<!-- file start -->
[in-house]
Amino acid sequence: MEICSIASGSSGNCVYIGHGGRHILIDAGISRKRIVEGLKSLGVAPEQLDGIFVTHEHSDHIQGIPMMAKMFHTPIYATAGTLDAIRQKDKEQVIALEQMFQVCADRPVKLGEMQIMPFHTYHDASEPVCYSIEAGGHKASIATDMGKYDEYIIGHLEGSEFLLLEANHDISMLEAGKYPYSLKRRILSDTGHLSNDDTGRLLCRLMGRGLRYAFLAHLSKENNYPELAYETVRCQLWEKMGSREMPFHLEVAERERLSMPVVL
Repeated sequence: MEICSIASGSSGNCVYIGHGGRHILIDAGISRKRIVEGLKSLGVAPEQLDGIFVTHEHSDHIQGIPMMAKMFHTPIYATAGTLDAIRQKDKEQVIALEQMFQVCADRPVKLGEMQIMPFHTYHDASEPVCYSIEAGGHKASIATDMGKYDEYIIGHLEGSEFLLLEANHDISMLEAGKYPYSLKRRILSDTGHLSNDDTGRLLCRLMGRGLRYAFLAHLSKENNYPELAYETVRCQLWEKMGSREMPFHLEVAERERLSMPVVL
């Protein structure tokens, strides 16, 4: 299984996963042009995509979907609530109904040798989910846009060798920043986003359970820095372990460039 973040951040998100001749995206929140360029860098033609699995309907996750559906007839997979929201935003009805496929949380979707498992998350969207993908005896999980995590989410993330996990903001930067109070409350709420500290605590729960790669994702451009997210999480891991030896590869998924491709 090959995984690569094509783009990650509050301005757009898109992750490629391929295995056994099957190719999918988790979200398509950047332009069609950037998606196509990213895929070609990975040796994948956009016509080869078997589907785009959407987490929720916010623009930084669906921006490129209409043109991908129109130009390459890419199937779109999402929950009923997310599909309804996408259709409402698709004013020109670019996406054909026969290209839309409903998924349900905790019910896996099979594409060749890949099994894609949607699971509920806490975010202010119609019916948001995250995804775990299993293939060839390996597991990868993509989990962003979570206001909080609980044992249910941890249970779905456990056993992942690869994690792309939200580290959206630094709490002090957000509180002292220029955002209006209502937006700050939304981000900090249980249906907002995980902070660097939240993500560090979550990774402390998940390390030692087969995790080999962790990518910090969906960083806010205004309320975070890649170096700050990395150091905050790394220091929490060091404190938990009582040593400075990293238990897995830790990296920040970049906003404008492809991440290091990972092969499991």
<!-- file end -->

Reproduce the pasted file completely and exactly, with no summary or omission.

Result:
[in-house]
Amino acid sequence: MEICSIASGSSGNCVYIGHGGRHILIDAGISRKRIVEGLKSLGVAPEQLDGIFVTHEHSDHIQGIPMMAKMFHTPIYATAGTLDAIRQKDKEQVIALEQMFQVCADRPVKLGEMQIMPFHTYHDASEPVCYSIEAGGHKASIATDMGKYDEYIIGHLEGSEFLLLEANHDISMLEAGKYPYSLKRRILSDTGHLSNDDTGRLLCRLMGRGLRYAFLAHLSKENNYPELAYETVRCQLWEKMGSREMPFHLEVAERERLSMPVVL
Repeated sequence: MEICSIASGSSGNCVYIGHGGRHILIDAGISRKRIVEGLKSLGVAPEQLDGIFVTHEHSDHIQGIPMMAKMFHTPIYATAGTLDAIRQKDKEQVIALEQMFQVCADRPVKLGEMQIMPFHTYHDASEPVCYSIEAGGHKASIATDMGKYDEYIIGHLEGSEFLLLEANHDISMLEAGKYPYSLKRRILSDTGHLSNDDTGRLLCRLMGRGLRYAFLAHLSKENNYPELAYETVRCQLWEKMGSREMPFHLEVAERERLSMPVVL
């Protein structure tokens, strides 16, 4: 299984996963042009995509979907609530109904040798989910846009060798920043986003359970820095372990460039 973040951040998100001749995206929140360029860098033609699995309907996750559906007839997979929201935003009805496929949380979707498992998350969207993908005896999980995590989410993330996990903001930067109070409350709420500290605590729960790669994702451009997210999480891991030896590869998924491709 090959995984690569094509783009990650509050301005757009898109992750490629391929295995056994099957190719999918988790979200398509950047332009069609950037998606196509990213895929070609990975040796994948956009016509080869078997589907785009959407987490929720916010623009930084669906921006490129209409043109991908129109130009390459890419199937779109999402929950009923997310599909309804996408259709409402698709004013020109670019996406054909026969290209839309409903998924349900905790019910896996099979594409060749890949099994894609949607699971509920806490975010202010119609019916948001995250995804775990299993293939060839390996597991990868993509989990962003979570206001909080609980044992249910941890249970779905456990056993992942690869994690792309939200580290959206630094709490002090957000509180002292220029955002209006209502937006700050939304981000900090249980249906907002995980902070660097939240993500560090979550990774402390998940390390030692087969995790080999962790990518910090969906960083806010205004309320975070890649170096700050990395150091905050790394220091929490060091404190938990009582040593400075990293238990897995830790990296920040970049906003404008492809991440290091990972092969499991």